Mahler: Symphony No. 5 by Osmo Vanska & the Minnesota Orchestra
New Classical Tracks: Minnesota Masters Mahler
The Minnesota Orchestra's Mahler tradition begins with his Symphony No. 5 in C-sharp minor. This five-movement work began a single movement, a scherzo, composed in 1901. The woodwinds and strings are showcased throughout this movement; however, Osmo says it's the principal horn that really gets a chance to shine. "Mahler wrote a solo part for the principal horn," he says, "but it's just interesting to see the one moment where the horn is playing a big solo. And I'm very happy with how Mike Gast did that piece. I'm sure it's a big challenge for every horn player."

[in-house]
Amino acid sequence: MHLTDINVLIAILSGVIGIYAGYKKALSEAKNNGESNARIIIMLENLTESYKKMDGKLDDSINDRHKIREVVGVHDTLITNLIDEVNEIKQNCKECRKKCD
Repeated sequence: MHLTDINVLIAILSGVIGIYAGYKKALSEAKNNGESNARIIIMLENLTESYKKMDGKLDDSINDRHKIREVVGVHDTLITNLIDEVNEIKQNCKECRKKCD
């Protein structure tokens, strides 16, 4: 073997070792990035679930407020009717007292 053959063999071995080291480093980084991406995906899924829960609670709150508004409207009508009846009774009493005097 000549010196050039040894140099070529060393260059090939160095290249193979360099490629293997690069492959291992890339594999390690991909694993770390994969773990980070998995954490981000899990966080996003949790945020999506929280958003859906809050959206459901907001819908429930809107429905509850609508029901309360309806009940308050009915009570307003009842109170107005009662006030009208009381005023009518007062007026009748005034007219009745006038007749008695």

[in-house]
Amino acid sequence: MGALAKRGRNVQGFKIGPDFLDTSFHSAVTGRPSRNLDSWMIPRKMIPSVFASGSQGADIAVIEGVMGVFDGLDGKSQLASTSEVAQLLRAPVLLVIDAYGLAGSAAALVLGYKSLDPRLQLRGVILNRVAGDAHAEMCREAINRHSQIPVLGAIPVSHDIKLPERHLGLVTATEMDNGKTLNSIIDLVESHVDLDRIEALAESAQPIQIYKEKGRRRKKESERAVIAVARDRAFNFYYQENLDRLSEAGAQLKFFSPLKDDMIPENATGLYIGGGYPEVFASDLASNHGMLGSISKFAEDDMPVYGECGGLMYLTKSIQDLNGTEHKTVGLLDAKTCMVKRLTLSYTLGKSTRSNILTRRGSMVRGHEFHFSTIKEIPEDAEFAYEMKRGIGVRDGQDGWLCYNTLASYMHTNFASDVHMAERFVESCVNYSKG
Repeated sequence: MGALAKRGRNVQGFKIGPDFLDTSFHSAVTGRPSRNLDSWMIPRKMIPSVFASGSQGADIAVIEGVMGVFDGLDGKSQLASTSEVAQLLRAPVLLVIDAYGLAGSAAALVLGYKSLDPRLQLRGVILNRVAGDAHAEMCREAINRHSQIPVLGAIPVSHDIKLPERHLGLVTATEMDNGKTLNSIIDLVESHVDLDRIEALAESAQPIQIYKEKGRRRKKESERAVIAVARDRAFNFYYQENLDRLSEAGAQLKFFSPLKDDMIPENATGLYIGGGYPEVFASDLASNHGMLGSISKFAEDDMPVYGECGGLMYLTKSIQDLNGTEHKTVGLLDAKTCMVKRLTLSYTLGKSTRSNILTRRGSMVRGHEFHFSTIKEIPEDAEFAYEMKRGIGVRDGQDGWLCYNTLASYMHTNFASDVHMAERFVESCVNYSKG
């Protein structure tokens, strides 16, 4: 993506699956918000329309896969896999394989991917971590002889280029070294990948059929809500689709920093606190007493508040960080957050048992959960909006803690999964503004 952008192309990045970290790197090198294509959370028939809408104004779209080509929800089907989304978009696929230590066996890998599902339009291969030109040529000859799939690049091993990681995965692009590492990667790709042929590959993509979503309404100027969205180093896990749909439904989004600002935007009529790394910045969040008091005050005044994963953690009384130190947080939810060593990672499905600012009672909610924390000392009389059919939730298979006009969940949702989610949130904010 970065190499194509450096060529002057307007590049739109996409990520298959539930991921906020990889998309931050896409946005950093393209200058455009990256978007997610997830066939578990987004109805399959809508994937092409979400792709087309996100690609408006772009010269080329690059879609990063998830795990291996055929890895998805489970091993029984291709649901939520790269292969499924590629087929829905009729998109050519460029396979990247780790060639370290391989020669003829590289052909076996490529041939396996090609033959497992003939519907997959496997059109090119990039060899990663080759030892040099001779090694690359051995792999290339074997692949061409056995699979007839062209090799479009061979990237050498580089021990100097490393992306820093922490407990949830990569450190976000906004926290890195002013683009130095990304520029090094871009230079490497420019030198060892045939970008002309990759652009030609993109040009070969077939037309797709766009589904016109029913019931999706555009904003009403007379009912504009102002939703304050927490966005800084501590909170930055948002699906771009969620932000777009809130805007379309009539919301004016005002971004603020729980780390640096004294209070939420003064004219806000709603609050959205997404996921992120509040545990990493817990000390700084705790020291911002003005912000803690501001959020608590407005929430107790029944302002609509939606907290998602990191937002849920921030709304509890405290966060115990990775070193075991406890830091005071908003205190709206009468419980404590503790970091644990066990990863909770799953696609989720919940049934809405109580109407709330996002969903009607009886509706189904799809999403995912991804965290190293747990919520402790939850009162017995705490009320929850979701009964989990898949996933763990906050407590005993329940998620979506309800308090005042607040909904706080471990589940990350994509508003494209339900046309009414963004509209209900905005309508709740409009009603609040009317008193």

This disc launches yet another series, of even more monumental proportions, with Gustav Mahler's Fifth Symphony, recorded by the orchestra under Osmo Vänskä in Orchestra Hall in Minneapolis in June 2016. Composed in 1902, the purely instrumental work followed upon three symphonies that had all included vocal parts. This and the opening trumpet motif, an allusion to the rhythm that begins Beethoven's Fifth have been interpreted as Mahler's return to a more conventional idea of the symphonic genre. Other features are less traditional, however a sometimes bewildering mixture of musical idioms reminds us of the melting-pot that Vienna was at the time, with allusions to Austrian, Bohemian and Hungarian styles. To an unsuspecting audience, the famous Adagietto for strings and harp probably the best-known of all of Mahler's music must also have been surprising, appearing at the heart of a work which is otherwise lavishly scored and orchestrated.